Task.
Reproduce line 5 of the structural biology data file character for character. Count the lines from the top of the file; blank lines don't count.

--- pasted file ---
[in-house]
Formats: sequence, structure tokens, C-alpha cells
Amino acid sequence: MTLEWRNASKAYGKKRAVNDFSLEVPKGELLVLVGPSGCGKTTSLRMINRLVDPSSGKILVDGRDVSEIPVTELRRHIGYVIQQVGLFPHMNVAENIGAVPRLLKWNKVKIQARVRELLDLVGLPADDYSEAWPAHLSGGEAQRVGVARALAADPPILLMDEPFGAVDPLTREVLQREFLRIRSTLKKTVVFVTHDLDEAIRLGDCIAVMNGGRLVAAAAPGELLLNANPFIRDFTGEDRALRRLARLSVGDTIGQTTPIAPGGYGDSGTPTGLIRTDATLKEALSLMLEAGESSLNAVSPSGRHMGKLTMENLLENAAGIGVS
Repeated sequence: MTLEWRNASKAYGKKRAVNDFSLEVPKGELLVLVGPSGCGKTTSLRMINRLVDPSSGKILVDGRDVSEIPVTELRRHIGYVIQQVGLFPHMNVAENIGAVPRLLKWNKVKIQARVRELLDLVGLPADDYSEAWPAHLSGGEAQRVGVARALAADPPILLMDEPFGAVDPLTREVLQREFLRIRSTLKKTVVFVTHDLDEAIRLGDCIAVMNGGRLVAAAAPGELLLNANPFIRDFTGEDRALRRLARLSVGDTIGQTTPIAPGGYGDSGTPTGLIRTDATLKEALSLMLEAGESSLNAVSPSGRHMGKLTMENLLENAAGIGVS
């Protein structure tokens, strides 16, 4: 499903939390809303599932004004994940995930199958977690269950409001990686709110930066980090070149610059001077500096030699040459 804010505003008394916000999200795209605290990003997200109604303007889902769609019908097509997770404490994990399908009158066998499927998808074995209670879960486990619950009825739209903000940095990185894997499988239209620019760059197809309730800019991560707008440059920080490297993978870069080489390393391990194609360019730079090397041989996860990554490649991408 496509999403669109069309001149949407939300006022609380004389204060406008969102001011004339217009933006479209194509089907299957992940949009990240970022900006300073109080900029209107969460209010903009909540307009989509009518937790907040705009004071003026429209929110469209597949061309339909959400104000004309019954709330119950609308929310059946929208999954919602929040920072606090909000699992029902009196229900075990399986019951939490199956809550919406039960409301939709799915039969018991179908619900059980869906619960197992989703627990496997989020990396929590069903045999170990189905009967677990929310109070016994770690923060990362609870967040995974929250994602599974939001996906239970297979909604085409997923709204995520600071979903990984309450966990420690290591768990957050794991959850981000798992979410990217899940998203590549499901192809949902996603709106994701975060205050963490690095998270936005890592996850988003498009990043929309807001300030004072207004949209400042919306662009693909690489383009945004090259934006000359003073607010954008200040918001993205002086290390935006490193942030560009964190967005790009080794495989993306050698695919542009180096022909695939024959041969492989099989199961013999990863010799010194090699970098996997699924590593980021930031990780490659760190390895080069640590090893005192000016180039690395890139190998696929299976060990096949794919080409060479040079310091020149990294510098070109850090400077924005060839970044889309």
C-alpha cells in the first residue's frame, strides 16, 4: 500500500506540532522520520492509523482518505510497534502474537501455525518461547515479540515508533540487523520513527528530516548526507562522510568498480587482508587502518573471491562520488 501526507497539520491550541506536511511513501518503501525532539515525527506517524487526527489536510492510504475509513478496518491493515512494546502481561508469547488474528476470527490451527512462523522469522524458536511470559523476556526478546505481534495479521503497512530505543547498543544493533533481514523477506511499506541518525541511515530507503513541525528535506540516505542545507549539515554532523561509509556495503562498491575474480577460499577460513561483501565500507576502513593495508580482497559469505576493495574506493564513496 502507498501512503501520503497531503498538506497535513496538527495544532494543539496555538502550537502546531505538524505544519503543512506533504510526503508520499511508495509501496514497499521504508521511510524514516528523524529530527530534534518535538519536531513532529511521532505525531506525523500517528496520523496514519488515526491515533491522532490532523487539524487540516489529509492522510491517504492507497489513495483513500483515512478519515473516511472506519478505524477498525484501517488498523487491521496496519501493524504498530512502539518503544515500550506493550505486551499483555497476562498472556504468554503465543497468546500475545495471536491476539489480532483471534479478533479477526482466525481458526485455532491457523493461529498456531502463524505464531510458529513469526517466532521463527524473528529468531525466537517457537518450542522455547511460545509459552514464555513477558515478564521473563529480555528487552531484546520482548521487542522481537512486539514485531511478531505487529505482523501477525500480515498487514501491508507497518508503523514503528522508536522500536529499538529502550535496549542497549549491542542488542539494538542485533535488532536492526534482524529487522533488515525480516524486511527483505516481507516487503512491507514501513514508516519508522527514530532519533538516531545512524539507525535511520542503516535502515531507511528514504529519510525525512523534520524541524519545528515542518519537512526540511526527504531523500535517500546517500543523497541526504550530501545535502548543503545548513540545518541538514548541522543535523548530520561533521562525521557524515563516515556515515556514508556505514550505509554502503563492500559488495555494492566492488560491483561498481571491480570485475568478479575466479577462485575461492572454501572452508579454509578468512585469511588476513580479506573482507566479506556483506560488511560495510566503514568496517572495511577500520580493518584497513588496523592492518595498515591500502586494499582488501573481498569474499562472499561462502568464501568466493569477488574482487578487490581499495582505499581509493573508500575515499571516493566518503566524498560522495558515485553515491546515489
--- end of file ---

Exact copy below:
């Protein structure tokens, strides 16, 4: 499903939390809303599932004004994940995930199958977690269950409001990686709110930066980090070149610059001077500096030699040459 804010505003008394916000999200795209605290990003997200109604303007889902769609019908097509997770404490994990399908009158066998499927998808074995209670879960486990619950009825739209903000940095990185894997499988239209620019760059197809309730800019991560707008440059920080490297993978870069080489390393391990194609360019730079090397041989996860990554490649991408 496509999403669109069309001149949407939300006022609380004389204060406008969102001011004339217009933006479209194509089907299957992940949009990240970022900006300073109080900029209107969460209010903009909540307009989509009518937790907040705009004071003026429209929110469209597949061309339909959400104000004309019954709330119950609308929310059946929208999954919602929040920072606090909000699992029902009196229900075990399986019951939490199956809550919406039960409301939709799915039969018991179908619900059980869906619960197992989703627990496997989020990396929590069903045999170990189905009967677990929310109070016994770690923060990362609870967040995974929250994602599974939001996906239970297979909604085409997923709204995520600071979903990984309450966990420690290591768990957050794991959850981000798992979410990217899940998203590549499901192809949902996603709106994701975060205050963490690095998270936005890592996850988003498009990043929309807001300030004072207004949209400042919306662009693909690489383009945004090259934006000359003073607010954008200040918001993205002086290390935006490193942030560009964190967005790009080794495989993306050698695919542009180096022909695939024959041969492989099989199961013999990863010799010194090699970098996997699924590593980021930031990780490659760190390895080069640590090893005192000016180039690395890139190998696929299976060990096949794919080409060479040079310091020149990294510098070109850090400077924005060839970044889309």